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Covid-19: Italy considers bringing back outdoor mask requirement


The government is “reflecting” on whether it needs to tighten the outdoor mask-wearing rules, Health Undersecretary Andrea Costa said in an interview on TV channel Rai1 on Tuesday.

He noted that mask use is already mandatory outdoors in Italy “in cases where gatherings occur,” adding: “I realise there may be a need to emphasise this rule more clearly at such a delicate moment “.

READ ALSO: ‘Get vaccinated’: Italian virologists urge caution over Omicron Covid variant

“We are facing a period in which it is reasonable to think that there will be a greater concentration of people on our streets,” he said.

“Obviously we are reflecting on this and we will assess things over the next few days”.

Regional leaders have called on the government to tighten the rules in recent days as the infection rate continues to rise across Italy and concern rises about the possible impact of the new Omicron variant after cases were detected in the country over the weekend.

Meanwhile, local authorities in several Italian cities have already announced their own outdoor mask mandates.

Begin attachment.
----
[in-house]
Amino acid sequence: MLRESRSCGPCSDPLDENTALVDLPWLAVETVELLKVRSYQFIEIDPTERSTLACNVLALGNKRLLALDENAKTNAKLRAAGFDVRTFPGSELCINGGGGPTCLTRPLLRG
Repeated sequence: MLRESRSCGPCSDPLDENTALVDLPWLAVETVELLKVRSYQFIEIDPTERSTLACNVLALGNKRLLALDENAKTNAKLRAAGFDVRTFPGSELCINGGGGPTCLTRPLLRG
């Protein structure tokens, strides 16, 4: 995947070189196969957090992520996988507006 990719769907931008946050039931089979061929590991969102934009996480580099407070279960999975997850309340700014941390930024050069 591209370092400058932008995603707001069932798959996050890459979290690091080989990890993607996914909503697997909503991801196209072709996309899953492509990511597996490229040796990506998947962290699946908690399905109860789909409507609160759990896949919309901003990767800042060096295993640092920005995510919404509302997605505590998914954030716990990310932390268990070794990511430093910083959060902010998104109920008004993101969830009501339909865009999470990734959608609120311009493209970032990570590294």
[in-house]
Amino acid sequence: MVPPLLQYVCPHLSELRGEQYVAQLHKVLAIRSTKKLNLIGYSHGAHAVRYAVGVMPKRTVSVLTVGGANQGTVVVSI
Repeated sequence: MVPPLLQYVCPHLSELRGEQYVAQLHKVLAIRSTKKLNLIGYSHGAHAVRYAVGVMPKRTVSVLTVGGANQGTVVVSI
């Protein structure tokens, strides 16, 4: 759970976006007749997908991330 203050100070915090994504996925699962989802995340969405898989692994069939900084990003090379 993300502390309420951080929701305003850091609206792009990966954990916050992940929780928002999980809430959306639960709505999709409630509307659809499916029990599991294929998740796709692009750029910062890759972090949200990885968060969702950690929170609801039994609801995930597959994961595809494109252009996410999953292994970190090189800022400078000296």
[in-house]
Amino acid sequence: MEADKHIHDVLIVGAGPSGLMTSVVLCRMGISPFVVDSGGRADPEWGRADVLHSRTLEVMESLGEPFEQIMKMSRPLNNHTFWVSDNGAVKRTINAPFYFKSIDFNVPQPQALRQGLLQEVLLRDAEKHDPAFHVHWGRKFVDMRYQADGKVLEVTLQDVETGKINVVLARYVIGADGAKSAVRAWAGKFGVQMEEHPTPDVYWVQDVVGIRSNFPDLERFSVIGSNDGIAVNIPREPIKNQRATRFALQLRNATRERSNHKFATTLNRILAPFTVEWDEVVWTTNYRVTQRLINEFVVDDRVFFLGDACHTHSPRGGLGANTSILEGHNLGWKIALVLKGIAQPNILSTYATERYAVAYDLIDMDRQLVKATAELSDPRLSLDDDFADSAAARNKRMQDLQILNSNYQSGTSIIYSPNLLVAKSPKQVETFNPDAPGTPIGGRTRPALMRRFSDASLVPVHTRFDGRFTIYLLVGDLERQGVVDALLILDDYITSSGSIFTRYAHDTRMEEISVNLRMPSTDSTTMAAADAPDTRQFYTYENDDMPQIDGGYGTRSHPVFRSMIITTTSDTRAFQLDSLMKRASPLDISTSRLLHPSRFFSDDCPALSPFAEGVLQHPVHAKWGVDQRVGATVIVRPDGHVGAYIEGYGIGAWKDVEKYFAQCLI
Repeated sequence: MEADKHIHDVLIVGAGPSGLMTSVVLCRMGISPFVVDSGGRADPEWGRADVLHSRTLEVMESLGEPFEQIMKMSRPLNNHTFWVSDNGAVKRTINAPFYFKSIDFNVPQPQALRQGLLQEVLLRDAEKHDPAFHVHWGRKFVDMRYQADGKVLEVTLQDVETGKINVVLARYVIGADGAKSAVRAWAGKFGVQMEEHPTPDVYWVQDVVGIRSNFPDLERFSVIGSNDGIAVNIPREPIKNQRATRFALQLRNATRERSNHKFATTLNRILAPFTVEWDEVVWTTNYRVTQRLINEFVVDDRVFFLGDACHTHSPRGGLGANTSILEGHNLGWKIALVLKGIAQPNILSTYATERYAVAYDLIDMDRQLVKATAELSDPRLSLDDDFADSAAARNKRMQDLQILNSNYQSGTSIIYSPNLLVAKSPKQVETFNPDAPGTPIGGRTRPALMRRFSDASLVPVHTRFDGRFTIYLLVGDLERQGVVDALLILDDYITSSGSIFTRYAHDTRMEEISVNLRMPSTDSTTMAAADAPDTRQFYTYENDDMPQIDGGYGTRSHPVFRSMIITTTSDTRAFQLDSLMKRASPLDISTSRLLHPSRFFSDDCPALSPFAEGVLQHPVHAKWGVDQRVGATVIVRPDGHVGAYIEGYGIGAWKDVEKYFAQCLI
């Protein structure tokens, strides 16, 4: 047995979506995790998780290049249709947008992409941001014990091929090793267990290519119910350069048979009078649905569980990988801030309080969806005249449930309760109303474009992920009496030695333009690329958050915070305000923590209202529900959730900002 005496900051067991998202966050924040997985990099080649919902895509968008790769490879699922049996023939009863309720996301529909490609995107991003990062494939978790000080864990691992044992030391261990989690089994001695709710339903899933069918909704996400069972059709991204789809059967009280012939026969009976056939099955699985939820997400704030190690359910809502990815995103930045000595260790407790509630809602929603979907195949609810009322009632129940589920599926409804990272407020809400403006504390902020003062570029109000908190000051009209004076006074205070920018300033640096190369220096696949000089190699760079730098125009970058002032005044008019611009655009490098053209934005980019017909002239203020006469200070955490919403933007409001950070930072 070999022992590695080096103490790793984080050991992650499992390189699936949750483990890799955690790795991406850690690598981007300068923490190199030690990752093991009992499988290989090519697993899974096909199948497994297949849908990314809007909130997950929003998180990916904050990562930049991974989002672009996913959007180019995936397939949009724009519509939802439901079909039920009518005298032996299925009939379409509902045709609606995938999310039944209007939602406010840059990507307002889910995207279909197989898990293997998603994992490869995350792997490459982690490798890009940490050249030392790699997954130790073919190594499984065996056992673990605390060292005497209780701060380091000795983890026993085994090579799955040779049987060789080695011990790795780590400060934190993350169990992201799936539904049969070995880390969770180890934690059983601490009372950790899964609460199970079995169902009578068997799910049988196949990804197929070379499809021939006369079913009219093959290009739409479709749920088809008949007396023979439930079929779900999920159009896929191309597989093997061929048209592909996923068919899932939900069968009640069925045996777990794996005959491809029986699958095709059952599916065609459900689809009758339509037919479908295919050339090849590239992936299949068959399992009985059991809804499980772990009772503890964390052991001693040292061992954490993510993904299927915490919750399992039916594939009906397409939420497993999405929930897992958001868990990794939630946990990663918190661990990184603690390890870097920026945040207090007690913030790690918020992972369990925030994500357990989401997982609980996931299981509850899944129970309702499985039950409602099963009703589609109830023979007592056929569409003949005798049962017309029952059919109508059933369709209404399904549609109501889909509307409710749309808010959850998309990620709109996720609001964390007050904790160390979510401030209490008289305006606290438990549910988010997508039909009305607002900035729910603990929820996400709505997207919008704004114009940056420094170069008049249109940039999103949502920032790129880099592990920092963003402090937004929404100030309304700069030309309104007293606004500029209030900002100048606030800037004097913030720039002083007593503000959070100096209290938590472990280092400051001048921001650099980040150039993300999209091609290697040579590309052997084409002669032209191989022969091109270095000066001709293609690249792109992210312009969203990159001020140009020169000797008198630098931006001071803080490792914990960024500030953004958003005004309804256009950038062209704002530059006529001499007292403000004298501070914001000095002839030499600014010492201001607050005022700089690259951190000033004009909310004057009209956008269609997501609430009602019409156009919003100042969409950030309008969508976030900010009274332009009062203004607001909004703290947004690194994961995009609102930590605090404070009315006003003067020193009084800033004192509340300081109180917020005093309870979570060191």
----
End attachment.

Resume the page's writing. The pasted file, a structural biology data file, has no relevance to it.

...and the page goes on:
Turin has made masks compulsory outdoors from December 2nd-January 15th in the historic centre, at markets and in nightlife areas, news agency Ansa reports.

Bergamo has brought in similar rules from November 27th until January 1st, and Bologna too has mandated masks outdoors in the historic centre between November 26th and January 9th.

Children under the age of six are exempt from mask-wearing rules in Italy.

EXPLAINED: How will Italy’s Covid rules change in December?

The region of Friuli Venezia Giulia was declared a ‘yellow’ low-moderate risk zone from Monday, meaning masks become mandatory again at all times when outdoors in public, while the rest of Italy currently remains in the lowest-risk ‘white’ zone.

In a bid to keep the spread under control, the governent will implement other tightened health measures from December 6th.

This includes incentivising vaccine uptake by increasing restrictions for those who have yet to get the jab with the introduction of a so-called ‘Super green pass’.

Italy’s current Covid-19 green pass health certificate will no longer allow access to “non-essential” services including leisure and cultural venues unless the bearer is vaccinated against or recovered from Covid-19.




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